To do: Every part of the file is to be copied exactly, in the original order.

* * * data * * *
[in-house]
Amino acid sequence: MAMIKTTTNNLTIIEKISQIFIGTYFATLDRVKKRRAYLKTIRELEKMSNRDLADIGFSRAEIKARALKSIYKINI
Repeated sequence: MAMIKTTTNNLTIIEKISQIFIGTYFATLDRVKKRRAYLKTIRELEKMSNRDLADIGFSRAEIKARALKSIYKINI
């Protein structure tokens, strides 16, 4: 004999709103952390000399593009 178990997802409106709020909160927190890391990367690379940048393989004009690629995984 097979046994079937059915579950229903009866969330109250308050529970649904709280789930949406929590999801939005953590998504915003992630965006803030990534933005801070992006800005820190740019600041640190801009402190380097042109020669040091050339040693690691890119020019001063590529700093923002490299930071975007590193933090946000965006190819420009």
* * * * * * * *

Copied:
[in-house]
Amino acid sequence: MAMIKTTTNNLTIIEKISQIFIGTYFATLDRVKKRRAYLKTIRELEKMSNRDLADIGFSRAEIKARALKSIYKINI
Repeated sequence: MAMIKTTTNNLTIIEKISQIFIGTYFATLDRVKKRRAYLKTIRELEKMSNRDLADIGFSRAEIKARALKSIYKINI
């Protein structure tokens, strides 16, 4: 004999709103952390000399593009 178990997802409106709020909160927190890391990367690379940048393989004009690629995984 097979046994079937059915579950229903009866969330109250308050529970649904709280789930949406929590999801939005953590998504915003992630965006803030990534933005801070992006800005820190740019600041640190801009402190380097042109020669040091050339040693690691890119020019001063590529700093923002490299930071975007590193933090946000965006190819420009």